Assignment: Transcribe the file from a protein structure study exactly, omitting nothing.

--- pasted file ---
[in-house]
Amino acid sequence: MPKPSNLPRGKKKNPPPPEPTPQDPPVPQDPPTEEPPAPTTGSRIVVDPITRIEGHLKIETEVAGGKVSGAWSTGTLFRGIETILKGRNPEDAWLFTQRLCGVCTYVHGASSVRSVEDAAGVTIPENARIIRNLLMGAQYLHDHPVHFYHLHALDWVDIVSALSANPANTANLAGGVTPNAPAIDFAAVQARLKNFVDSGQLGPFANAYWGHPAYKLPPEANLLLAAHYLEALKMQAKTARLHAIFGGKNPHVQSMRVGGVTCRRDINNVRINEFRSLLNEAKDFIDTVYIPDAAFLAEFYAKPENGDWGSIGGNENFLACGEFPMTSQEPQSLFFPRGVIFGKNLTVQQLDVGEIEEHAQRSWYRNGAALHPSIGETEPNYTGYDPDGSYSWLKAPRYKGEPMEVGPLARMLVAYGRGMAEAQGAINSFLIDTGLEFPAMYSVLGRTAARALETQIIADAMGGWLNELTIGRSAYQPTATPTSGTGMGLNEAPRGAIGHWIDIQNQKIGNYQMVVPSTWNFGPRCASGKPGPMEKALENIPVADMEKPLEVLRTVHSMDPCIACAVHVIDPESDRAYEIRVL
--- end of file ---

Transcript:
[in-house]
Amino acid sequence: MPKPSNLPRGKKKNPPPPEPTPQDPPVPQDPPTEEPPAPTTGSRIVVDPITRIEGHLKIETEVAGGKVSGAWSTGTLFRGIETILKGRNPEDAWLFTQRLCGVCTYVHGASSVRSVEDAAGVTIPENARIIRNLLMGAQYLHDHPVHFYHLHALDWVDIVSALSANPANTANLAGGVTPNAPAIDFAAVQARLKNFVDSGQLGPFANAYWGHPAYKLPPEANLLLAAHYLEALKMQAKTARLHAIFGGKNPHVQSMRVGGVTCRRDINNVRINEFRSLLNEAKDFIDTVYIPDAAFLAEFYAKPENGDWGSIGGNENFLACGEFPMTSQEPQSLFFPRGVIFGKNLTVQQLDVGEIEEHAQRSWYRNGAALHPSIGETEPNYTGYDPDGSYSWLKAPRYKGEPMEVGPLARMLVAYGRGMAEAQGAINSFLIDTGLEFPAMYSVLGRTAARALETQIIADAMGGWLNELTIGRSAYQPTATPTSGTGMGLNEAPRGAIGHWIDIQNQKIGNYQMVVPSTWNFGPRCASGKPGPMEKALENIPVADMEKPLEVLRTVHSMDPCIACAVHVIDPESDRAYEIRVL